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Stacey May Fowles eagerly explores Evie Christie’s corrupt new novel The Bourgeois Empire

I’ve long thought Evie Christie to be a writer for those kinds of girls. The girls drinking and smoking on balconies. Girls who are not the kind you marry but the kind you know you truly love. Girls you become infatuated with, and are destroyed by.

She built a reputation as a literary brat with the release of her debut collection of poetry, Gutted, in 2005. The book felt much like a “love poem for the rest of us” addition to Can Lit; both sweet and violent, it was the kind of volume that girls like me highlight lines from and keep on hand for times of crisis.

“I don’t know about being a woman,” Christie says. “I know how to be domestic, to be a mother, to dress up — I know about femininity but I don’t understand women the way I do men. This is surely a failure.”


All of the contradictions of femininity and what it means to be a good woman in the modern age are in her first book, as Christie successfully outlines the conflict between the domestic sphere and the bad behaviour of wayward girls wanting more. Gutted is about the kind of love and loss we actually experience — cynical yet emotional, moving yet possible to move on from. Christie’s observations are razor sharp, her lyricism visceral and gutting; she’s solidified herself as a confessional poet who denies the typical critique that mining the minutia of daily love and lust was somehow lesser, and that love poetry was meant to be tender and doting.

The Bourgeois Empire, Christie’s second book and first novel, pulses with that same sexual intensity she brought to Gutted, only magnified tenfold. It concerns itself less with femininity and more with the contradictions, and lies, of the contemporary man. The take is as brave and seductive as it is corrupt, and as pornographic as it is beautiful. It is a short book but its pages are packed with perversions captured on web cam and buttressed by that once transgressive trinity of drinking, smoking and screwing.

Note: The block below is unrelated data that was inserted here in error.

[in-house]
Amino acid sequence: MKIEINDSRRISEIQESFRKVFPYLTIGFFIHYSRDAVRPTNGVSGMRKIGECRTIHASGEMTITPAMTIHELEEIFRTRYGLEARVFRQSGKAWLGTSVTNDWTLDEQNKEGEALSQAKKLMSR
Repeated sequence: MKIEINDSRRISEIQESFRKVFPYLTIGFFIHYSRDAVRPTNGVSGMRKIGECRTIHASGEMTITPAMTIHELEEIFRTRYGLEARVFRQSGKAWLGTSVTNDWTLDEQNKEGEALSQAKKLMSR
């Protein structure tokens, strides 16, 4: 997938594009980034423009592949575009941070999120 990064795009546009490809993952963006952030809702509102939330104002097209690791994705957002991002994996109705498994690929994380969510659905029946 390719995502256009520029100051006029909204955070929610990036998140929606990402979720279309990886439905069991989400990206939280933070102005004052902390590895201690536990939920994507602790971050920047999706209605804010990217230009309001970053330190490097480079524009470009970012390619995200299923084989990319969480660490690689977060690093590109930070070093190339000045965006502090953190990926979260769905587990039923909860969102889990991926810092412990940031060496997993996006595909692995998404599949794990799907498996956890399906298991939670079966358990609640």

“The book is about a man who falls in love with a teenage girl. I haven’t read Lolita but it is this kind of age-old wrong-love story,” Christie says. “The book deals with the vanity of existence.” The novel’s main character, Jules, is a successful professional, a family man in theory, who becomes obsessed with a 15-year-old girl, largely to slow the reality and blot out the terror of aging. “Jules is motivated by fear towards perpetual motion, that same will to power that has allowed him to succeed. He lives without truth. When he meets the young girl his days combust into life. He is, for me, a self-actualized individual. He becomes himself by way of the destruction of the comforts he has worked to pad his life with.”

I asked Christie about this interest in the sometimes-grim realities of sexuality and human interaction. “This is what I know so it is a good set to explore ideas for me. Sexuality and love, while universal, are also dark, breathing places to explore. They are organic, amoral, and forceful — when Jules finds himself confronted with full-blown love and sexuality, desire and consent, he cannot claim such amnesty from moral judgment,” she says.

“I often find great men are sad men and interesting great men act on their sadness. For Jules this means decisions most of us would deem immoral.”

Often when a poet transitions to a novel the reader is very aware of the poet’s voice attempting a narrative, but The Bourgeois Empire doesn’t suffer from this self-conscious failing. Christie falls naturally into the format. She does however admit the process is different, borne of a different circumstance. “I wrote (the novel) while my daughter was a baby and keeping me up all night. I stayed up all night sometimes for months, until I felt it was done. I had never written fiction but it was the only way I could write, as poetry often seemed breathtakingly spontaneous born of quiet roaming thought, and I had no time for such luxuries then.”

Christie is shifting genre gears again and moving into theatre, working on an adaptation of Racine’s Andromache for Graham McLaren and Necessary Angel Theatre Company. The play premiers at Luminato in June of 2011. She also has another poetry collection in the works under the good graces of her persistent insomnia.

Bad girls should uncap their highlighters in anticipation.

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